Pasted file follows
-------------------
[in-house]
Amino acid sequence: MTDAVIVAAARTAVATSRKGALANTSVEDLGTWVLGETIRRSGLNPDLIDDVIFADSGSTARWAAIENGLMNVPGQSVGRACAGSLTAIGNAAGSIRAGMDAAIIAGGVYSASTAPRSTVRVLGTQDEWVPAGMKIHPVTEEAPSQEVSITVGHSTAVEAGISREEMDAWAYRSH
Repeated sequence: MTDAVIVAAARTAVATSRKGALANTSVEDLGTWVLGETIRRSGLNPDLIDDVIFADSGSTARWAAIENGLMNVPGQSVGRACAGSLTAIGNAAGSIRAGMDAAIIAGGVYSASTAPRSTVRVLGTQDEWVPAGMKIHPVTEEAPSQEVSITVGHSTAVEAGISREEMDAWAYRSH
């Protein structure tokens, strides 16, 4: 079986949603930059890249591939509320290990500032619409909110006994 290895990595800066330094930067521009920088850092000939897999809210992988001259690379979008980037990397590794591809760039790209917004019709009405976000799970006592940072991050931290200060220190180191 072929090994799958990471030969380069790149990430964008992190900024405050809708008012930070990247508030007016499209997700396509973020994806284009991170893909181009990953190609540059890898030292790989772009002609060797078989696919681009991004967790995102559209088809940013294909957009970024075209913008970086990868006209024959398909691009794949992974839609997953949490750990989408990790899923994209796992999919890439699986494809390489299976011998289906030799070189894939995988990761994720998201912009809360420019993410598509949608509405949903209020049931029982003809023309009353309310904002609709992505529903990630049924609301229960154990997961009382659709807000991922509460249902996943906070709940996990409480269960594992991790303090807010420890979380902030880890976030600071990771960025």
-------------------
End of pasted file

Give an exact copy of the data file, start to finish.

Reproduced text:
[in-house]
Amino acid sequence: MTDAVIVAAARTAVATSRKGALANTSVEDLGTWVLGETIRRSGLNPDLIDDVIFADSGSTARWAAIENGLMNVPGQSVGRACAGSLTAIGNAAGSIRAGMDAAIIAGGVYSASTAPRSTVRVLGTQDEWVPAGMKIHPVTEEAPSQEVSITVGHSTAVEAGISREEMDAWAYRSH
Repeated sequence: MTDAVIVAAARTAVATSRKGALANTSVEDLGTWVLGETIRRSGLNPDLIDDVIFADSGSTARWAAIENGLMNVPGQSVGRACAGSLTAIGNAAGSIRAGMDAAIIAGGVYSASTAPRSTVRVLGTQDEWVPAGMKIHPVTEEAPSQEVSITVGHSTAVEAGISREEMDAWAYRSH
């Protein structure tokens, strides 16, 4: 079986949603930059890249591939509320290990500032619409909110006994 290895990595800066330094930067521009920088850092000939897999809210992988001259690379979008980037990397590794591809760039790209917004019709009405976000799970006592940072991050931290200060220190180191 072929090994799958990471030969380069790149990430964008992190900024405050809708008012930070990247508030007016499209997700396509973020994806284009991170893909181009990953190609540059890898030292790989772009002609060797078989696919681009991004967790995102559209088809940013294909957009970024075209913008970086990868006209024959398909691009794949992974839609997953949490750990989408990790899923994209796992999919890439699986494809390489299976011998289906030799070189894939995988990761994720998201912009809360420019993410598509949608509405949903209020049931029982003809023309009353309310904002609709992505529903990630049924609301229960154990997961009382659709807000991922509460249902996943906070709940996990409480269960594992991790303090807010420890979380902030880890976030600071990771960025």